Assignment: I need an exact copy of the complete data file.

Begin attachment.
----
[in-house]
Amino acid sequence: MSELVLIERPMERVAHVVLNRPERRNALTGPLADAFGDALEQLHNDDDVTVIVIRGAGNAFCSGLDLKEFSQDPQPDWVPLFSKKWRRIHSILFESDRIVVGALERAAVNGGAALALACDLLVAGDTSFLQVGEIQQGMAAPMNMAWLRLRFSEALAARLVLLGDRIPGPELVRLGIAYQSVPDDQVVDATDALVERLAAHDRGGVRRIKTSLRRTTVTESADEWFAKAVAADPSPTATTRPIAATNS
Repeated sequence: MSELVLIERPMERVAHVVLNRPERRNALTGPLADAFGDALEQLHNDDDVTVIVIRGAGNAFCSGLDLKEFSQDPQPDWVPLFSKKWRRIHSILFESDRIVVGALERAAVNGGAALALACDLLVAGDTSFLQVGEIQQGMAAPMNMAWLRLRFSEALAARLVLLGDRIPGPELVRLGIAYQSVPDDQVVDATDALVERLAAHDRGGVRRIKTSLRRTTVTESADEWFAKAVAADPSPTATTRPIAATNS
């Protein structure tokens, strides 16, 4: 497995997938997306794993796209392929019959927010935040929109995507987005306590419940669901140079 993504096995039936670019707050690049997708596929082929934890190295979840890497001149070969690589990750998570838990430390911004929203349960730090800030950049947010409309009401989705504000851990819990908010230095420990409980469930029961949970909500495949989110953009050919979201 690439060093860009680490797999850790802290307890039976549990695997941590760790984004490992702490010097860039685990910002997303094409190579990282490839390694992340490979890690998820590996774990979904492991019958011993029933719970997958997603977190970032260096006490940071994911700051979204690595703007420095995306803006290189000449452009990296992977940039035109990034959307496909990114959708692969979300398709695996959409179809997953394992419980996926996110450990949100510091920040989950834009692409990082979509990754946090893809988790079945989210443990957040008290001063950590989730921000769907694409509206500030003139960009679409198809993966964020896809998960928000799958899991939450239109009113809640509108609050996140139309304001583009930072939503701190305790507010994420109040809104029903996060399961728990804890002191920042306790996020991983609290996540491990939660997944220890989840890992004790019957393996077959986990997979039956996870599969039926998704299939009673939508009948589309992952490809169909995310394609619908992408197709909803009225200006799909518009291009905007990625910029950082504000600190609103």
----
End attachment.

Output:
[in-house]
Amino acid sequence: MSELVLIERPMERVAHVVLNRPERRNALTGPLADAFGDALEQLHNDDDVTVIVIRGAGNAFCSGLDLKEFSQDPQPDWVPLFSKKWRRIHSILFESDRIVVGALERAAVNGGAALALACDLLVAGDTSFLQVGEIQQGMAAPMNMAWLRLRFSEALAARLVLLGDRIPGPELVRLGIAYQSVPDDQVVDATDALVERLAAHDRGGVRRIKTSLRRTTVTESADEWFAKAVAADPSPTATTRPIAATNS
Repeated sequence: MSELVLIERPMERVAHVVLNRPERRNALTGPLADAFGDALEQLHNDDDVTVIVIRGAGNAFCSGLDLKEFSQDPQPDWVPLFSKKWRRIHSILFESDRIVVGALERAAVNGGAALALACDLLVAGDTSFLQVGEIQQGMAAPMNMAWLRLRFSEALAARLVLLGDRIPGPELVRLGIAYQSVPDDQVVDATDALVERLAAHDRGGVRRIKTSLRRTTVTESADEWFAKAVAADPSPTATTRPIAATNS
């Protein structure tokens, strides 16, 4: 497995997938997306794993796209392929019959927010935040929109995507987005306590419940669901140079 993504096995039936670019707050690049997708596929082929934890190295979840890497001149070969690589990750998570838990430390911004929203349960730090800030950049947010409309009401989705504000851990819990908010230095420990409980469930029961949970909500495949989110953009050919979201 690439060093860009680490797999850790802290307890039976549990695997941590760790984004490992702490010097860039685990910002997303094409190579990282490839390694992340490979890690998820590996774990979904492991019958011993029933719970997958997603977190970032260096006490940071994911700051979204690595703007420095995306803006290189000449452009990296992977940039035109990034959307496909990114959708692969979300398709695996959409179809997953394992419980996926996110450990949100510091920040989950834009692409990082979509990754946090893809988790079945989210443990957040008290001063950590989730921000769907694409509206500030003139960009679409198809993966964020896809998960928000799958899991939450239109009113809640509108609050996140139309304001583009930072939503701190305790507010994420109040809104029903996060399961728990804890002191920042306790996020991983609290996540491990939660997944220890989840890992004790019957393996077959986990997979039956996870599969039926998704299939009673939508009948589309992952490809169909995310394609619908992408197709909803009225200006799909518009291009905007990625910029950082504000600190609103």